Apple DRM is illegal in Norway, says Ombudsman

OUT-LAW News has a story about a recent case involving Apples DRM which ties the legal purchase of music from the iTunes music store to the iPod device.

Apple's digital rights management lock on its iPod device and iTunes software is illegal, the Consumer Ombudsman in Norway has ruled. The blow follows the news that consumer groups in Germany and France are joining Norway's action against Apple.
"It doesn't get any clearer than this. Fairplay is an illegal lock-in technology whose main purpose is to lock the consumers to the total package provided by Apple by blocking interoperability," Waterhouse told OUT-LAW.COM. "For all practical purposes this means that iTunes Music Store is trying to kill off one the most important building blocks in a well functioning digital society, interoperability, in order to boost its own profits."

Music Fans: Dismantle DRM

A BusinessWeek article by Catherine Holahan includes:

Some DRM opponents have begun arguing that DRM restrictions are actually fueling piracy by forcing users to choose between buying music that they will only be able to play on a limited number of compatible devices or stealing music that they can play anywhere. "Right now the fact is that pirated music and pirated movies are actually worth more than the movies and music you buy," says Rob Enderle, principal analyst with the Enderle Group. "I can't think of another product that is actually worth more stolen than if you purchased it."

Government issues another blow to competition

An article from the Canadian Association of VoIP Providers includes:

One is left to wonder how the government can rationalize its policies as being "good for the consumer" while incumbents are exclaiming "we got everything we asked for" on Report on Business TV. Why does Industry Minister Maxime Bernier, having no experience in telecom policy and with zero telecommunications experience, feel he is better qualified to make policy than CRTC staff, board members and industry participants who have decades of experience?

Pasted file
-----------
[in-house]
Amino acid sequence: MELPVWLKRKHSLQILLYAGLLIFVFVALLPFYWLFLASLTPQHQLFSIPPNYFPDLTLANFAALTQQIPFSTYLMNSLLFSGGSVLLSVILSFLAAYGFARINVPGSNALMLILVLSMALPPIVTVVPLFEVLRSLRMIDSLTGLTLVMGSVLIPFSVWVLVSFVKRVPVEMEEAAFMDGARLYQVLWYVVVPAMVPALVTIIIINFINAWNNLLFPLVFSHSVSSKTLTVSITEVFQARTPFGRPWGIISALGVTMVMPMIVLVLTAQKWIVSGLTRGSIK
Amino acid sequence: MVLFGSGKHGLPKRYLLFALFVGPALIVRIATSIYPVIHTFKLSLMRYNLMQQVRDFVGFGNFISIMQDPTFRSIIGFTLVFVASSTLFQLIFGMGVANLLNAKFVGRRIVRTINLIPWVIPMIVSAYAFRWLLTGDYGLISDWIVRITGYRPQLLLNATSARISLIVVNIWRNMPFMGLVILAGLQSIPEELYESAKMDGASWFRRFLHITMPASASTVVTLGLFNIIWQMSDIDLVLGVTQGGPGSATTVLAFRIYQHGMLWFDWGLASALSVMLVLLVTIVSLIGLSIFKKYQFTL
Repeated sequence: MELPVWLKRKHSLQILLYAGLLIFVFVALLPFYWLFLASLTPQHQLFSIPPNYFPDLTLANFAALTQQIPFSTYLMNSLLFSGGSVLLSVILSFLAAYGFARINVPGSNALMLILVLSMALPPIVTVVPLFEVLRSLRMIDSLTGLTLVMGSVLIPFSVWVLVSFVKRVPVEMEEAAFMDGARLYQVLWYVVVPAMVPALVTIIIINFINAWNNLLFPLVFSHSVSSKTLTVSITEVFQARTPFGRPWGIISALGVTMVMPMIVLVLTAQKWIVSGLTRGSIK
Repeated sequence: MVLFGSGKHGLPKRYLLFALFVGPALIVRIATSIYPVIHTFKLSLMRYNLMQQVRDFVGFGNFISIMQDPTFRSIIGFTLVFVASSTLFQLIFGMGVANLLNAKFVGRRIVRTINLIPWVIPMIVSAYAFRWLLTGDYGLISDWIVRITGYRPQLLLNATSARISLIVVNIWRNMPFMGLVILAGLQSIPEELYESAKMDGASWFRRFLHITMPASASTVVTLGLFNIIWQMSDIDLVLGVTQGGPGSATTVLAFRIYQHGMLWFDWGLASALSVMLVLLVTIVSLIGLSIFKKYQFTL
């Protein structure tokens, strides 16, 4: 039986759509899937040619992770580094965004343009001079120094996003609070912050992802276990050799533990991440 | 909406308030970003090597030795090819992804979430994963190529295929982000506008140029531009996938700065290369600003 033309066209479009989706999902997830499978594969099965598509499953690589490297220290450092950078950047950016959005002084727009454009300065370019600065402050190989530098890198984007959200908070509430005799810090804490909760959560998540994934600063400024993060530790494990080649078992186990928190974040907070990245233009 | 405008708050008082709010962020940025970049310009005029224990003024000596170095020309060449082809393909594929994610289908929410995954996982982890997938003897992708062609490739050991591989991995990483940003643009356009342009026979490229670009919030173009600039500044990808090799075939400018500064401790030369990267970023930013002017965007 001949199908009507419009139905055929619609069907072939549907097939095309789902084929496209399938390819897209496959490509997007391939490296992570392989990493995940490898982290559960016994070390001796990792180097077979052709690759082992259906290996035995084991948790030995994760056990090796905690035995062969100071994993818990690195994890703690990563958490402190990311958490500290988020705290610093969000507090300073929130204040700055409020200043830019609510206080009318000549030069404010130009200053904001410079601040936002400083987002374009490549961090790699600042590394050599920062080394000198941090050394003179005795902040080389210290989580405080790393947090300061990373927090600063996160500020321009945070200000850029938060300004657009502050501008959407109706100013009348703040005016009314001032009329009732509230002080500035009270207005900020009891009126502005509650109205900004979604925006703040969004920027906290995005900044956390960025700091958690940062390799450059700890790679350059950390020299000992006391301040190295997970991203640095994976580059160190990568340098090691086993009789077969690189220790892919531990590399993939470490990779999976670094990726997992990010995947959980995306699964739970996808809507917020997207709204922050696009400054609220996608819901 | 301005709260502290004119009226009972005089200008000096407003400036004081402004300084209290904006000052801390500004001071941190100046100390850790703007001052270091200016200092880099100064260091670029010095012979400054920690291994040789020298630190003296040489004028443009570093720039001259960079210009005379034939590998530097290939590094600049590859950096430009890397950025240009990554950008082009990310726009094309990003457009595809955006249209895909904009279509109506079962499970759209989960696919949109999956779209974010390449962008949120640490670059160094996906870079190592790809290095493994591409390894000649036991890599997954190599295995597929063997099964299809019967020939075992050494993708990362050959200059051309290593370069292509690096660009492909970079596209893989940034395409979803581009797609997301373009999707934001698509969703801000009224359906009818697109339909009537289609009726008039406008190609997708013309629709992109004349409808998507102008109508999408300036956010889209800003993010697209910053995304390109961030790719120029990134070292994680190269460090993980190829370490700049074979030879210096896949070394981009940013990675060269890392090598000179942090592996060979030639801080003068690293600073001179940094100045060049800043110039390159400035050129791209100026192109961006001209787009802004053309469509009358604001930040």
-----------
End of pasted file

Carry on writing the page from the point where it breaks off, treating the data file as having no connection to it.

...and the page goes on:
Bernier often claims he wants to leave decisions to market forces, failing to realize that where existing monopolies or excessively strong incumbents exist that "market forces" will fail to achieve public policy goals. The government needs to first clean up existing (government created) monopolies in the telecom sector and allow for fair competition before considering the level of deregulation that Bernier blindly advocates.

As Microsoft looks ahead, will Vista be the end of an era?

A UK Times article by Rhys Blakely talks about Vista which he suggests that "Microsoft executives admit will be the last of its kind, as their company finally gets to grips with the internet age."

I think there is more to this story than Mr. Blakely spoke about. I think the ability of any single company to coordinate something as complex as a modern operating system (whether it be Vista, MacOS-X, Linux or any other) has peaked, and the companies that will survive are those that better collaborate.

I really believe that the hardest transition for Microsoft will not relate to competition with their cash cows of Microsoft Windows and Microsoft Office, but the growing competition to the legacy royalty-based business models for infrastructure and productivity software. The growth of "open collaborative models for the production of public goods", "peer production", "peer distribution", and other social and economic language used to describe Free/Libre and Open Source Software (FLOSS) will prove to be the most important advancement. Businesses need to learn how to fund and make money off of software from fixed costs, allowing the free market to bring the marginal costs to customers be equal to the marginal costs to producers of software -- which is zero.